Consumer awareness and trust of subscriptions is relatively low, and monthly payments are the preferred payment option. Many consumers are wary of the ‘automatic payment’ nature of subscriptions, so be sure to make it clear within your subscription screen or terms, that users can cancel any time. On the whole though, subscriptions are on the rise in Korea, so it’s definitely an approach to consider for your app.
The language and tone used in your app should be consistent and feel appropriate to each situation. Proper use of honorific language is also important in Korea.
When directly translating words, be aware that their literal equivalent may mean something else entirely. For example, see below where ‘Special Chest’ was translated into ‘특별한(Special) 가슴(Breast)’. In Korea, chest has several different meanings such as ‘가슴(Breast)' ‘상자(Box)', or ‘보물(Treasure)'. As such, we would highly recommend asking a localization specialist or native speaker to help you.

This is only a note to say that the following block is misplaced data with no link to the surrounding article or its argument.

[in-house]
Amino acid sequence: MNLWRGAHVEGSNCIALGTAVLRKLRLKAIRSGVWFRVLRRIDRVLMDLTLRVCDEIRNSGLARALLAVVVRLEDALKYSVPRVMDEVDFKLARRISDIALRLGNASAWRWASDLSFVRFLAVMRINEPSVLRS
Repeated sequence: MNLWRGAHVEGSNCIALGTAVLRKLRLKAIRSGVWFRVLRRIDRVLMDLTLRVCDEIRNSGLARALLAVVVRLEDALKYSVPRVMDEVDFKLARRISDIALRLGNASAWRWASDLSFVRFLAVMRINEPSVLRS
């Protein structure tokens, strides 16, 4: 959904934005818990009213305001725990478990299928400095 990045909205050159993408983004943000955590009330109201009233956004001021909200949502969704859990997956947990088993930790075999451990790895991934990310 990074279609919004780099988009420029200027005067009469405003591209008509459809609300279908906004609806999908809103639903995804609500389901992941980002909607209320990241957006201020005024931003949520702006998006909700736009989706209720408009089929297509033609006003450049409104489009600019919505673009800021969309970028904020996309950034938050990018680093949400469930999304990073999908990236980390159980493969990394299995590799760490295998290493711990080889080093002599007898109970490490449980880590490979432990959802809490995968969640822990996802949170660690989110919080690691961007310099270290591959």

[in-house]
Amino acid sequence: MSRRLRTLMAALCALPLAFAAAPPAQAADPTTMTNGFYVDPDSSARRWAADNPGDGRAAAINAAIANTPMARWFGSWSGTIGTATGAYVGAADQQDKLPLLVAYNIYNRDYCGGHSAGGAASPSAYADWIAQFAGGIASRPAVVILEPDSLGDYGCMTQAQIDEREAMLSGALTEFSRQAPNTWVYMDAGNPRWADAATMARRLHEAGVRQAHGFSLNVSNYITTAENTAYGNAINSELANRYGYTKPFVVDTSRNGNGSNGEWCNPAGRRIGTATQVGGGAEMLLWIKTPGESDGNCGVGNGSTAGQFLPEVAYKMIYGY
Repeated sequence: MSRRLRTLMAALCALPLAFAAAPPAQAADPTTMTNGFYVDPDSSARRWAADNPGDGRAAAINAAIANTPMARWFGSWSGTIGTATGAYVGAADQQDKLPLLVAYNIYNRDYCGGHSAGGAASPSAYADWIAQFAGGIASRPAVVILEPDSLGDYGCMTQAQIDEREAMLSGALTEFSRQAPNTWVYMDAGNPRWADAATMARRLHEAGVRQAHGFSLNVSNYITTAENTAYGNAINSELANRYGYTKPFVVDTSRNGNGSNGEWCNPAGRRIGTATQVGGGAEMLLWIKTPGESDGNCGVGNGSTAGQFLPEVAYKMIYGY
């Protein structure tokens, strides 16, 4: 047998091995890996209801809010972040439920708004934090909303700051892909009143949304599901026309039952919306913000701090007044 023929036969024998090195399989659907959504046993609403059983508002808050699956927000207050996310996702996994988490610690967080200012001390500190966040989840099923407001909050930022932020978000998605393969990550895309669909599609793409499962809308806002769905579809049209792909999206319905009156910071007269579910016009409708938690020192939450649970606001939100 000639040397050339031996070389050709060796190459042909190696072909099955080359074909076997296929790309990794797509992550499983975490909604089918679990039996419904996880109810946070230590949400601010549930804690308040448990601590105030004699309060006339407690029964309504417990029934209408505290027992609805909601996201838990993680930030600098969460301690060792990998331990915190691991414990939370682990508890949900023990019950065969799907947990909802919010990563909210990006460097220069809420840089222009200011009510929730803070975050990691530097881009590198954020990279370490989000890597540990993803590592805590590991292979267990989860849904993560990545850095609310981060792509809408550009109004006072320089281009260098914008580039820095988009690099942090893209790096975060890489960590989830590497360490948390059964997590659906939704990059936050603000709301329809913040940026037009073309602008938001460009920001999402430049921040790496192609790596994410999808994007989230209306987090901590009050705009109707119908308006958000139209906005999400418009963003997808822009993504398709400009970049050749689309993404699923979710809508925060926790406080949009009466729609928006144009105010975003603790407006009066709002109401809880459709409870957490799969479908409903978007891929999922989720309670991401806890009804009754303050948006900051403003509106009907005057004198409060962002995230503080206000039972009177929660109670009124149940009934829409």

Font, layout, and user interface
Generally, one Korean character uses the equivalent space of two English characters, but this can vary. You’ll need to apply the proper use of coding too. For example, UTF-8, is necessary to display fonts correctly.
Some developers change the length of each line by adjusting the font size, but this can make the words tricky to read or the user interface appear unfinished. Always run a visual check on your translations too.
Dodum and Nanum fonts are recommended for general use because they have the best readability. Using the wrong font can also result in missing or broken text.